ON Partners Client Spotlight Series offers timely insights and strategies from leading global executives. In this spotlight: James Whitehurst, President and CEO of Red Hat Inc. shares 3 ways an open organizational model has helped Red Hat keep up with a constantly changing business landscape.
James Whitehurst has led Red Hat for 10 years, growing corporate revenue from some $500 million in 2008 to almost $3 billion today. In 2018, Barron’s named him one of the World’s Best CEOs. Previously, he served for six years at Delta Air Lines, including as COO. Earlier, at The Boston Consulting Group, he held corporate development leadership roles in Chicago, Hong Kong, Shanghai, and elsewhere. Mr. Whitehurst is the author of The Open Organization: Igniting Passion and Performance (Harvard Business Review Press), named one of the top 10 creative leadership books of 2015 by Forbes.
Red Hat, Inc., headquartered in Raleigh, NC, is the world's leading provider of open source software solutions, using a community-powered approach to provide reliable and high-performing cloud, Linux, middleware, storage, and virtualization technologies. Red Hat also offers award-winning support, training, and consulting services.
3 WAYS AN OPEN ORGANIZATIONAL MODEL HAS HELPED RED HAT KEEP UP WITH A CONSTANTLY CHANGING BUSINESS LANDSCAPE
If there's a common thread I continue to hear over and over again in my conversations with customers, partners, and leaders all over the globe, it's that disruption is everywhere. Everyone's talking about it and it's causing businesses to radically rethink how they operate. But any kind of transformation ("digital" or otherwise) never involves technologies alone. Companies need to fundamentally redesign their organizational structures and strategies.
This is exactly what we do at Red Hat. We leverage the same principles that power the open source software communities all over the world that are generating new innovations at lightning speed. We've imbued those principles— such as transparency, meritocracy, community, collaboration, and sharing—into our organizational culture. Those principles are the foundation that allow us to react to changing environments and not just survive, but thrive, in them. Here are three ways this approach has helped us:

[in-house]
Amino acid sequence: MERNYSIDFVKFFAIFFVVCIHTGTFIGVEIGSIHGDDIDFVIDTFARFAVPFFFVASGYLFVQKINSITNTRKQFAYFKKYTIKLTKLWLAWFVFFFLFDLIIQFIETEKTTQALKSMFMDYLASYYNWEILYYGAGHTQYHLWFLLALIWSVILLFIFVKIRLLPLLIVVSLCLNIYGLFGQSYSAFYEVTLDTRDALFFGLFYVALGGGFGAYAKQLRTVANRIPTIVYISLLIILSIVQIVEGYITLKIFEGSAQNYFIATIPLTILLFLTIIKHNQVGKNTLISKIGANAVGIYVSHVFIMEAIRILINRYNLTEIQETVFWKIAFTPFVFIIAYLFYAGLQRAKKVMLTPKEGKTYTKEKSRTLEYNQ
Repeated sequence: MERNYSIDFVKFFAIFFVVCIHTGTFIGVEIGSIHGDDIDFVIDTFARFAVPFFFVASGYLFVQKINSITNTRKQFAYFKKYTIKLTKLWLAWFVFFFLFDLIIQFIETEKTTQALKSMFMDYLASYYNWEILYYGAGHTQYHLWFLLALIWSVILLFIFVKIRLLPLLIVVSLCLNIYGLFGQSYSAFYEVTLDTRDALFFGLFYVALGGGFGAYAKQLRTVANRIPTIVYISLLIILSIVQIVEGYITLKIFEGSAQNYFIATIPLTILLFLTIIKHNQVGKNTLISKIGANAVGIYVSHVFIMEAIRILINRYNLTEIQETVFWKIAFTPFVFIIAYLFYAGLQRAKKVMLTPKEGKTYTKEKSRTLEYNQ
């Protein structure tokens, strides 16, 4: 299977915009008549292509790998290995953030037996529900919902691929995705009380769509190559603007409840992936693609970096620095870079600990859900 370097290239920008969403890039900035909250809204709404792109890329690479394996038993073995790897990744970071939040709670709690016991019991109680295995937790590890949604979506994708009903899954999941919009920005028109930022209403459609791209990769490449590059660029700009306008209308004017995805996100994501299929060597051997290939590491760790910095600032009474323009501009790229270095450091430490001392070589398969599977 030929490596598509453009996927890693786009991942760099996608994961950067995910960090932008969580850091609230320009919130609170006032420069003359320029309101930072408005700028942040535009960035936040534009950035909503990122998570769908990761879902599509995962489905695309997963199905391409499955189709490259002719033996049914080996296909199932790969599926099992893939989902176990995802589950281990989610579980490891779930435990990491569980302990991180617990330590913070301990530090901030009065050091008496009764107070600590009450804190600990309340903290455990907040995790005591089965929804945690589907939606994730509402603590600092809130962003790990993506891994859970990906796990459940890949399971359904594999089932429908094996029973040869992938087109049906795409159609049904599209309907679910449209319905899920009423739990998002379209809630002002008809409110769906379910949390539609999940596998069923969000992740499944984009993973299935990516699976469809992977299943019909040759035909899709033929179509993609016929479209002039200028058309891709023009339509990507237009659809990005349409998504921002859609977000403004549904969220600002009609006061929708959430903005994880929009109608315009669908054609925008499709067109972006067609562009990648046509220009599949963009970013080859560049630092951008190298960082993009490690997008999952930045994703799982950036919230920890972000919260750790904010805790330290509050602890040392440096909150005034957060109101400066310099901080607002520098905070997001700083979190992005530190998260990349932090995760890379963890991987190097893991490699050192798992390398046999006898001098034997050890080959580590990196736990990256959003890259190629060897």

Replace planning with configuring for constant change: In short, the world is moving too quickly; plans are outdated before they are even complete. Which means planning as it's been done in the past, is dead. At Red Hat, we take a more agile approach, one that is very similar to the DevOps model for software development. With open source there is a try, learn, and modify system that has evolved over more than 25 years, and it has worked well for us. To achieve this environment we have developed processes that are focused on experimentation and learning (try, learn, modify) rather than planning. Rather than proscribe activities and try to figure out where the future is headed, you create the context for individuals to feel encouraged to try things (some may fail), learn from those things, and quickly modify and fix problems, moving forward at a different pace. Our organizational structure is focused on modularity and on the end customer more than on efficiency and specialization.
Prescription must be replaced by enablement: A leader’s job is not about conjuring up brilliant strategies and making people work harder. What they need to do is create the context for associates so they can do their best work. Rather than making decisions from the top down, how leaders are able to drive direction now requires pushing decision-making power—and the information required to make them—to the people closest to the impact of those decisions. The long-established process where executive leadership clearly articulates specific activities employees need to perform to achieve a goal is replaced by a greater degree of enablement. Our leaders recognize that you can’t micromanage complex work. A leader’s goal is to get people to believe in your organization’s mission and then create the right structures that empower your people to achieve what someone used to think was impossible.
Continually encourage honest feedback: At Red Hat, feedback is continual and frank—in other words, it’s open. Dialogue about ideas associates raise are ongoing, constructive, and, above all, honest. To achieve this, leaders must model the kinds of feedback behaviors they want to see in their teammates and associates. They need to be open to even the most difficult conversations. After all, culture is an output. Associates will only feel comfortable giving honest feedback if leaders have built an environment where feedback is welcomed, no matter where it comes from or how harsh it may seem. It takes time, effort, and a good dose of humility to lead in an open organization. If you don’t openly allow and encourage your people to tell you you’re wrong, you’ll never build an organization that can innovate better than your competitors. People want the opportunity to voice their opinion. They expect to be heard — but not always to be heeded. Even if they don’t like the decision that’s ultimately made, they will feel heard and valued.”
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